Donny Deutsch is a workaholic in recovery.

The chairman and CEO of Deutsch Inc., the largest independent ad agency in the United States, describes his former self as "more than driven; I was obsessed." Over a period of about a dozen years, Deutsch took a total of 15 to 20 days off.

Now, he not only takes vacations, but he typically relies on his seven partners to carry the ball completely while he's out. He's adamant about the importance of time off. "There are companies today that mandate that employees take vacations," he points out. "I don't care whether you're head of a billion-dollar business or a secretary, you need time to clear your mind. It's better if you have a sharp 48 weeks than a blurry 52."

Predictably, the psychiatrists among us agree. It's not just that time off is good for our psyches; it's also good for our companies. "People who think they're doing a good thing for their businesses by working constantly are often doing just the opposite," confirms Dr. Norman Sussman, psychiatrist at NYU School of Medicine. "Vacations restore your perspective. When you get to the point where you can't see the forest for the trees, that downtime gives you the ability to stand back and say, 'Why am I doing this? What am I getting out of it?'"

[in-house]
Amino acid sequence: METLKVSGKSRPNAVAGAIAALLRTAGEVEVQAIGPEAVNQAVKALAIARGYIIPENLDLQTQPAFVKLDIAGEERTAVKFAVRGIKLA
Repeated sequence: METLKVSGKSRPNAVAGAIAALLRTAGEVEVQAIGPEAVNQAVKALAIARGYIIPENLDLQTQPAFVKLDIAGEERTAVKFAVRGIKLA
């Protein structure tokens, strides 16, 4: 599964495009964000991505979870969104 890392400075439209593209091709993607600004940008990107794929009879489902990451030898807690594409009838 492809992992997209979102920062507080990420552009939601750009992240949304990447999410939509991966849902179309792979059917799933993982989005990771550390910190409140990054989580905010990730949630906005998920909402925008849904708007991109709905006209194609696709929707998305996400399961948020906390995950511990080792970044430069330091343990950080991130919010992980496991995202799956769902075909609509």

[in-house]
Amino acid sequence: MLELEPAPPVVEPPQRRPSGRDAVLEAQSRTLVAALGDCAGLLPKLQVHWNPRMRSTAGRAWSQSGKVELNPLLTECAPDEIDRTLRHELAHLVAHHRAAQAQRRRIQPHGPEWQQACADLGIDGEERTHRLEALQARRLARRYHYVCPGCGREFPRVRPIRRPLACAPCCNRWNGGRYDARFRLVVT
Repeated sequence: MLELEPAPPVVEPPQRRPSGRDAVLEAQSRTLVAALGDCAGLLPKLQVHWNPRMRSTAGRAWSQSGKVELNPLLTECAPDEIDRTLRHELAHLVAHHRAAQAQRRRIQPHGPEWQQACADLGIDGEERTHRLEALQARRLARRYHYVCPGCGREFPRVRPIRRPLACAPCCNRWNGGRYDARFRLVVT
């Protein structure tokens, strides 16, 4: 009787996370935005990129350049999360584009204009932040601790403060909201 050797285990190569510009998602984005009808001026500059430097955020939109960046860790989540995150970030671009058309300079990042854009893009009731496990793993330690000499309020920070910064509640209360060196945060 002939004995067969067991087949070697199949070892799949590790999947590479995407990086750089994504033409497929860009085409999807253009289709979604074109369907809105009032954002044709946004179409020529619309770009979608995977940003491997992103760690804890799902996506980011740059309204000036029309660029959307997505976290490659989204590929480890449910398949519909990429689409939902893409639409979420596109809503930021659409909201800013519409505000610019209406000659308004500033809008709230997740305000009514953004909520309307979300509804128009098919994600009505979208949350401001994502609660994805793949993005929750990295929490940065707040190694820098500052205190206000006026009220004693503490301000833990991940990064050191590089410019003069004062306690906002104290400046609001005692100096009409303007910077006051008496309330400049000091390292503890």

Additionally, says Dr. Sussman, "Vacations restore family relationships. They enable you to appreciate your partner, they let you know what your kids are all about. People who never get out of work mode usually have terrible personal lives."

Boy, do they. Deutsch, 42, learned that through experience. During those dozen supercharged years, Deutsch succeeded at the office, but the rest of his life fell apart. "I built up a huge business, but my marriage didn't make it; there are certain trade-offs," he says. "In fact, until a few years ago, every woman in my life, including my wife, said the same thing: 'If you could just show me the commitment you show your work, it'd be great.' And it was true, my work always did take precedence."

About six years ago, Deutsch had an accidental revelation when he, for some in-explicable reason, persuaded himself not only to take a vacation, but to leave work worries behind, too. "When I came back, the business was still thriving, and I was sharper than I had been for months," he remembers.

That was the beginning of the end for Deutsch's obsessive ways. And listen up, you vacation skeptics: Since Deutsch's reform, his agency hasn't slowed down. On the contrary. "My business has grown even more, going from about $300 million to a billion-five, "Deutsch adds. "I'm not saying there's an exact correlation, but clearly, just working all the time is not the answer to growth."